Sunday 16 August 2015

The role of a tester in backlog grooming and planning


Backlog grooming

As an on-going activity, the product owner and the scrum team should be actively reviewing their backlog and ensuring the work is appropriately prioritised and contains clear information. This allows each piece of work to be more easily planned into a sprint as it can be more accurately estimated.

As a tester I actively try to be involved in this process as it is my first opportunity to assess the requirements and the information provided. It also allows me a chance to gather information required for testing, which allows me to provide more reliable estimates.

The objective is to be in a position where for any piece of work presented in planning you know exactly what the work requires. You should then have a good idea of what you will test and therefore provide reliable estimates. If this is not the case, then the work cannot be effectively planned into the sprint.

Planning and estimation

At the start of each sprint, you have a sprint planning meeting. In this meeting the team collectively decide what work they can commit to being done by the end of the sprint. This may or may not have an estimation process. This is your last opportunity as a tester to ensure that you have all of the information you need before work is started. If the appropriate backlog grooming has been done, then this should be a relatively straight forward process, however inevitably there will be pieces of work that need clarification or may have missed something.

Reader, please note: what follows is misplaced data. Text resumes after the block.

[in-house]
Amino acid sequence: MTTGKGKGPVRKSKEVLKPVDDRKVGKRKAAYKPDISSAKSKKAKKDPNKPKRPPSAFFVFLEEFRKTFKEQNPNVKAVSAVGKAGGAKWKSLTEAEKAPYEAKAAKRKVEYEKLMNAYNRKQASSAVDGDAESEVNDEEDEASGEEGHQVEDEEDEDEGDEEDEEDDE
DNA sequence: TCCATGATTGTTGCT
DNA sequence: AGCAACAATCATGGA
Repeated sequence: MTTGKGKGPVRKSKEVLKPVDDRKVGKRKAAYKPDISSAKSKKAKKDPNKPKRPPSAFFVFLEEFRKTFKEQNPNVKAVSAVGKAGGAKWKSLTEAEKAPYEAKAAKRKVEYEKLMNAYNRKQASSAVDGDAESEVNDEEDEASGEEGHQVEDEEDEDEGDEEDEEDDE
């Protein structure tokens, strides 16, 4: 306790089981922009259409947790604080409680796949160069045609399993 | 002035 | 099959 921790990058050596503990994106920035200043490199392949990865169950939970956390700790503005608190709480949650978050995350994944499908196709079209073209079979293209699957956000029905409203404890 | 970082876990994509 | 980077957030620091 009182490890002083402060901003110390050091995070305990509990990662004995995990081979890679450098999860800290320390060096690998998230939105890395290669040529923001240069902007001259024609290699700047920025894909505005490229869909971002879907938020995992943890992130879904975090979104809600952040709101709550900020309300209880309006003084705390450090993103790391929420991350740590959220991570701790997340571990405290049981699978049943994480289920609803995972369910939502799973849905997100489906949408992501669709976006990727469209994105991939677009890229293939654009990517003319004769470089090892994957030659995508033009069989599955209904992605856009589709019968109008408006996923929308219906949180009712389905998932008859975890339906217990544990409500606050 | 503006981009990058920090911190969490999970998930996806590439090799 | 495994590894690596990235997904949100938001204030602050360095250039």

Some example typical thoughts I have in a planning meeting for a piece of work are as follows:
  • Do I understand the requirements?
  • Does everyone else understand the requirements? (and does their understanding match mine?)
  • What requirements have not been written down?
  • Are there any external factors such as legal requirements or third parties?
  • How can I test this work? Is it even testable?
  • Do I need any additional tools to test this work?
  • Do I have any dependencies in order to test this work, such as needing live data or having to work directly with a customer or third party?
  • Does this work conflict with anything else in this sprint?
  • Does this work conflict with work being done by other teams?
  • Are there any repetitive checks that I could automate for this work?
  • Do I need to consider other forms of testing such as security or performance testing?
  • Is the balance of development workload to testing workload viable?

Hopefully I should have asked most of these questions during backlog grooming, and I wouldn’t always ask all of these questions, it very much depends on the context of the work. But hopefully this demonstrates that you can easily think of a lot of questions and it is important to ask these before and during planning.

Once you have the answers to all of these questions, you should have a good idea of what you are going to test. From this you can provide a more reliable estimate of how much testing you would like to do. Not only should you have a good idea of how long it would take, but also you should be better equipped to analyse risk.


  • Planning a sprint is easier with clearly defined work and when the team has prepared for the planning meeting.
  • To achieve this, backlog grooming should be used to ensure tickets are prioritised appropriately and contain enough information.
  • Backlog grooming should also be used to prepare for planning such as considering if you need testing tools or environments.

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